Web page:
One evening just after we drove into camp a booted and spured cowboyish looking fellow road up to our camp. He had a new modle rifel and too large six shooters buckled around his waist and had on wooly shaps. He asked my father if he could stay in camp that night and get his supper and breakfast and sleep in our big tent with the boys. He had a roll of blankets tied to the back of his saddle. He looked tired. His horse was very tired. Father told him he could, so he handed his rifle and both pisoles to father and unsaddled his horse which was a fine horse that was covered with sweat. He rubbed him down and took his lass roap, the kind all cow boys carry at the front of their saddle in those dayes, and staked him out. He sat down till supper was ready. We always thougt he was Buffalo Bill on a scouting trip. He had long dark curly hair with black mustach and a wide cow boy hat. After seeing Buffalo Bill in 1908 in Walla Walla Washington at his wild west show, I was more convinst it was him. Of course he looked much older then but he still had his long curly hair down on his shoulders and a long mustach but that was quite gray, he still had a wide cow boy hat. The night he staid with us in a camp way out on the plains we thought it was him. The other emigrants what was campts with us, their were about sixty wagons in all then, some of the men were so freightened of this cow boy that had nothin to hich up and drive on, they were angry at my father for taking him in. But father said if he intended to do us harm he wouldent have turned over his guns, and as we were in the middle of indian country at that time, and was liable to an atact most any night, he was rather glad to have such a man in camp. Some of the men thought he was some kind of a spy. My mother game him some beding and with his own blanket he slept in the big wagon where my three brothers slept. Father took his guns in his wagon for the night. One man especialy was so freightend he could hardly talk. He said he would rob and kill us all. The stranger notist that some of the emigrants were freightend and he told my father they dident need to be afraid of him, that he wouldent molest or harm any one, that he was a friend of the emigrants, that he was on an important mision and was tired and sleepy from his long hard ride. The next morning after he had his breakfast he sadled his horse. My father gave him his guns. He thanked my father and mother courtely for their kindness, waved his hand and road away. I am sure he was Buffalo Bill of whom I may speak of later in my story.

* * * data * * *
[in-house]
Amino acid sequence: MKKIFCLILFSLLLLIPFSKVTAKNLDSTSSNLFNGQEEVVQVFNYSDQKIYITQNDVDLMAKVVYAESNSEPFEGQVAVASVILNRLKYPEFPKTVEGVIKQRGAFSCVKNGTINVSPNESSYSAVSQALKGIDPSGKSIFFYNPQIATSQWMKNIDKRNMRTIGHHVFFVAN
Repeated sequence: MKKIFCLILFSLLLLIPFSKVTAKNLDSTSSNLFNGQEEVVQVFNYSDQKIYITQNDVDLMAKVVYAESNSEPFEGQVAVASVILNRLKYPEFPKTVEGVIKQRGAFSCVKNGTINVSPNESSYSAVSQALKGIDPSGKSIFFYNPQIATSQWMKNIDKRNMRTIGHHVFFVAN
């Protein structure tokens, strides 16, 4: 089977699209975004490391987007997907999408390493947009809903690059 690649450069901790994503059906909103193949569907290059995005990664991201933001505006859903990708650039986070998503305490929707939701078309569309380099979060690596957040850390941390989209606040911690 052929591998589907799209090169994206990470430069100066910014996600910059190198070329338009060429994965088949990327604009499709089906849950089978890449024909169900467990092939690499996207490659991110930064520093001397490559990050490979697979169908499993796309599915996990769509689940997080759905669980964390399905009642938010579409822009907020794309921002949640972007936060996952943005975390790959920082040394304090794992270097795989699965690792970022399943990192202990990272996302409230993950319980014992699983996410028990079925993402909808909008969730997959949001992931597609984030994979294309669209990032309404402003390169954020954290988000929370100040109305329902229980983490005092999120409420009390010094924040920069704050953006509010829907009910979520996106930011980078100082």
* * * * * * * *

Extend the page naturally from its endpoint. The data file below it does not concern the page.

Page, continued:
TO BE CONTINUED ON SUNDAY, March 6
(c) 2010 Stephen J. Matlock